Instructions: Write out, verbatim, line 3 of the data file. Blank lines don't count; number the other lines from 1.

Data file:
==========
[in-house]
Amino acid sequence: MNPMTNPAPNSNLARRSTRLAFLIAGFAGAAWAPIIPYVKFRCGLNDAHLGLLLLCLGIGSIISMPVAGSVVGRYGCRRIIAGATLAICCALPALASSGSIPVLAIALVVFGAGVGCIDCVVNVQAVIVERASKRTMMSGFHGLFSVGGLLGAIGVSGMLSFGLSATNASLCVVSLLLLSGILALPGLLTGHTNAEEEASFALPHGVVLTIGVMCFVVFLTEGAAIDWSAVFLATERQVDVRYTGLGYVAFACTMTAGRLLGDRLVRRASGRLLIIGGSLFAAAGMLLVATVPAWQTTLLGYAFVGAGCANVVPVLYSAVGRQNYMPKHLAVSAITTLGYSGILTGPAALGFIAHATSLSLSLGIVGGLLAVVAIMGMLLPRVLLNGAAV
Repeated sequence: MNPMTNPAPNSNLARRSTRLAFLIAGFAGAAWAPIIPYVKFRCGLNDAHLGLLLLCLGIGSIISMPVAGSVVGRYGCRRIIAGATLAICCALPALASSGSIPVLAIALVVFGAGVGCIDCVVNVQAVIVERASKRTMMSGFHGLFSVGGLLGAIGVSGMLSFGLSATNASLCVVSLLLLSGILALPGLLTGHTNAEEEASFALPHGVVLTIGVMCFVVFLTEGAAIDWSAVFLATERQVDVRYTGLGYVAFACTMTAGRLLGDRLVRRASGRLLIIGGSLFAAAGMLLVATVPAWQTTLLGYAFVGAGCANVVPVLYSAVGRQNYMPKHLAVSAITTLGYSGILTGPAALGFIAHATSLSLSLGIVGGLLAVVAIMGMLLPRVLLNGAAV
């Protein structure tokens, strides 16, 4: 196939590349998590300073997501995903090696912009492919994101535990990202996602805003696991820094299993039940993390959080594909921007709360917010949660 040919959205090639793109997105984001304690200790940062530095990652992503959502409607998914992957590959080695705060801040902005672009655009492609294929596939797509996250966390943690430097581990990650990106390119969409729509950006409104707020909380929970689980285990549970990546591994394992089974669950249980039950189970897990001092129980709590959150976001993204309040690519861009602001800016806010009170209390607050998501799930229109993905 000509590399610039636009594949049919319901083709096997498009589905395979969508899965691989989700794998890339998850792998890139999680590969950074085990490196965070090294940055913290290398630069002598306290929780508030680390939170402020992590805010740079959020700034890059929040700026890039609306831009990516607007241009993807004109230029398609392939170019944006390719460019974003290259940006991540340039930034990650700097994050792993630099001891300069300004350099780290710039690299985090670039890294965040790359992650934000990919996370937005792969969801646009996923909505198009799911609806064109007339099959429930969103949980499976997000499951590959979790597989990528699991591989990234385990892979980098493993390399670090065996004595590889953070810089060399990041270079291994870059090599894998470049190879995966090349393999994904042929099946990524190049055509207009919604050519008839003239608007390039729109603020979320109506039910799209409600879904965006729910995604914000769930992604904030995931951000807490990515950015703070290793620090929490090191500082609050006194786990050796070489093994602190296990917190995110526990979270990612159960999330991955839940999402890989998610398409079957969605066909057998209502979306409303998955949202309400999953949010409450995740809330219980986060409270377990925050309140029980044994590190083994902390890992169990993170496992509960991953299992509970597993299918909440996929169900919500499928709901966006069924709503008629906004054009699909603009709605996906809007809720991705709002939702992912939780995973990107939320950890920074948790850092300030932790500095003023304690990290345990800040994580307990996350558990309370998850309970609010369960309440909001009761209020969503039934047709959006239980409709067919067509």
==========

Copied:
Repeated sequence: MNPMTNPAPNSNLARRSTRLAFLIAGFAGAAWAPIIPYVKFRCGLNDAHLGLLLLCLGIGSIISMPVAGSVVGRYGCRRIIAGATLAICCALPALASSGSIPVLAIALVVFGAGVGCIDCVVNVQAVIVERASKRTMMSGFHGLFSVGGLLGAIGVSGMLSFGLSATNASLCVVSLLLLSGILALPGLLTGHTNAEEEASFALPHGVVLTIGVMCFVVFLTEGAAIDWSAVFLATERQVDVRYTGLGYVAFACTMTAGRLLGDRLVRRASGRLLIIGGSLFAAAGMLLVATVPAWQTTLLGYAFVGAGCANVVPVLYSAVGRQNYMPKHLAVSAITTLGYSGILTGPAALGFIAHATSLSLSLGIVGGLLAVVAIMGMLLPRVLLNGAAV